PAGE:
Lundy was arrested on 19 June 1944 in her classroom at Gionges and was interrogated by the Gestapo at Châlons-sur-Marne, where she was subsequently imprisoned. [4] [5] [6] During the interrogation, to protect her brothers and sister (René, Lucien, Georges and Berthe) who were also working for the resistance, she pretended to be an only child. From there she was taken to Romainville, [4] and, on 18 July 1944, was deported, first to Saarbrücken Neue Bremm, [5] [6] and then to the Ravensbrück concentration camp (prisoner number 47360). [3] [5] [6] On 16 November of the same year, she was transferred to the Schlieben subcamp of Buchenwald. [3] [5] Her sister Berthe was also imprisoned in Germany and her elder brother Lucien was interned at Auschwitz concentration camp; [3] [7] they both survived, but her other brother, Georges, did not and died at Auschwitz-Birkenau in 1945. [3] [6]

Gestapo official secret police of Nazi Germany

The Geheime Staatspolizei, abbreviated Gestapo, was the official secret police of Nazi Germany and German-occupied Europe.

Romainville Commune in Île-de-France, France

Romainville is a commune in the eastern suburbs of Paris, France. It is located 7.2 km (4.5 mi) from the center of Paris.

Saarbrücken Place in Saarland, Germany

Saarbrücken is the capital and largest city of the state of Saarland, Germany. Saarbrücken is Saarland's administrative, commercial and cultural centre and is next to the French border.

Yvette Lundy was freed from Schlieben by the Red Army on 20 [8] or 21 [5] April 1945 and, after a march of some 200 kilometres to Halle, was flown back to France, arriving at le Bourget on 8 May 1945. [4]

Red Army Soviet army and air force from 1917–1946

The Workers' and Peasants' Red Army, frequently shortened to Red Army, was the army and the air force of the Russian Soviet Federative Socialist Republic and, after 1922, the Union of Soviet Socialist Republics. The army was established immediately after the 1917 October Revolution. The Bolsheviks raised an army to oppose the military confederations of their adversaries during the Russian Civil War. Beginning in February 1946, the Red Army, along with the Soviet Navy, embodied the main component of the Soviet Armed Forces; taking the official name of "Soviet Army", until its dissolution in December 1991. The former official name Red Army continued to be used as a nickname by both sides throughout the Cold War.

Halle (Saale) Place in Saxony-Anhalt, Germany

Halle (Saale) is the largest city of the German state of Saxony-Anhalt, the fifth largest city in the area of former East Germany after (East) Berlin, Leipzig, Dresden and Chemnitz, as well as the 31st largest city of Germany, and with around 239,000 inhabitants, it is slightly more populous than the state capital of Magdeburg. Together with Leipzig, the largest city of Saxony, Halle forms the polycentric Leipzig-Halle conurbation. Between the two cities, in Schkeuditz, lies Leipzig/Halle International Airport. The Leipzig-Halle conurbation is at the heart of the larger Central German Metropolitan Region.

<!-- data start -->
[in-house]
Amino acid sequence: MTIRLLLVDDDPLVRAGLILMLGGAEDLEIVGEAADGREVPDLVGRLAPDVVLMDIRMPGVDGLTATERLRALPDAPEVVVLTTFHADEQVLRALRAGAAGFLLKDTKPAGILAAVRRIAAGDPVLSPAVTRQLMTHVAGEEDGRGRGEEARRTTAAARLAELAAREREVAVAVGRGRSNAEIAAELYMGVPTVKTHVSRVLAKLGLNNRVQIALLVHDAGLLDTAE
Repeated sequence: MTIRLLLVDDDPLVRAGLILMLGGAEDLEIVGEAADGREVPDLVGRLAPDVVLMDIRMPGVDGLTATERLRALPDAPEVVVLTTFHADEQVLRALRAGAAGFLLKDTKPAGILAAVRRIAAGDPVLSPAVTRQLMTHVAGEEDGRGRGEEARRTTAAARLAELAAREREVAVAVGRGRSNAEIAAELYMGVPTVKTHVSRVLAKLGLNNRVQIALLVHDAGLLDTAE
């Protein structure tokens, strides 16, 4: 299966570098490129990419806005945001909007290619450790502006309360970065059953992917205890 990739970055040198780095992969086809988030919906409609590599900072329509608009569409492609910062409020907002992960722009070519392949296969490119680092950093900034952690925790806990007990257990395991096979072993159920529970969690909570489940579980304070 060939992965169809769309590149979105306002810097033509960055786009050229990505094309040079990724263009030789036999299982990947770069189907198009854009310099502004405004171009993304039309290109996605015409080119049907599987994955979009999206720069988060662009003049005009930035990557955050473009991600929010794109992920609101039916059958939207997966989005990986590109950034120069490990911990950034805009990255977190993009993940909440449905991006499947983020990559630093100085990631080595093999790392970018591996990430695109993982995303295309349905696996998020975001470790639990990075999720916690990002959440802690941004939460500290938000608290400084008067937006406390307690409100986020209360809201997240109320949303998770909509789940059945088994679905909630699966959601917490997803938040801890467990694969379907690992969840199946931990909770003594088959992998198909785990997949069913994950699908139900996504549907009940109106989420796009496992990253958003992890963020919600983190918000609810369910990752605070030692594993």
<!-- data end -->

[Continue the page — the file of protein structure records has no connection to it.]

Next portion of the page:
Post-war

Lundy remained silent about her war experiences until 1959, [3] [6] for her family's sake. [6] After that date, she began going into schools to share her testimony. [3] [6] Her visits proved extremely popular with pupils. [8]

Lundy's memoir Le Fil de l'araignée ( ISBN   979-1090911017), co-written with Laurence Barbarot-Boisson, was published in 2012. [3] [9]

At the age of 101, she was awarded the honour of Grand Officier de la Légion d'honneur. [6] [8] She died on 3 November 2019 at Epernay, aged 103. [5] [6] [10]

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Parts of this article are translated from the article in the French Wikipedia

References

  1. 1 2 "Yvette Lundy, 101 ans et toujours résistante". L'Express (in French). 19 May 2017. Retrieved 23 April 2018.
  2. "Yvette Lundy, résistante who helped the Possum escape network but was incarcerated at Ravensbrück – obituary". The Daily Telegraph. 5 November 2019. Retrieved 6 November 2019.
  3. 1 2 3 4 5 6 7 8 9 10 Willsher, Kim (4 November 2019). "Yvette Lundy, French resistance heroine, dies aged 103". The Guardian. Retrieved 6 November 2019.
  4. 1 2 3 4 5 6 7 "Yvette Lundy, déportée à Ravensbrück, une grande figure de la Résistance marnaise". cndp.fr (in French). Retrieved 23 April 2018.
  5. 1 2 3 4 5 6 7 8 Turpin, Eric (3 November 2019). "Mort d'Yvette Lundy, à l'âge de 103 ans, une grande figure de la résistance". France Bleu (in French). Retrieved 6 November 2019.
  6. 1 2 3 4 5 6 7 8 9 10 11 "Yvette Lundy, figure de la Résistance, est morte". Le Monde (in French). Le Monde and AFP. 3 November 2019. Retrieved 6 November 2019.
  7. "Un Français Libre parmi 53321". Les Français Libres. Retrieved 23 April 2018.
  8. 1 2 3 "Yvette Lundy, 101 ans et toujours résistante". La Croix (in French). 19 May 2017. Retrieved 23 April 2018.
  9. "Le Fil de l'araignée". Les Editions Border Line (in French). Retrieved 23 April 2018.
  10. "'Great lady of the French Resistance' dies at 103". 3 November 2019 via www.bbc.co.uk.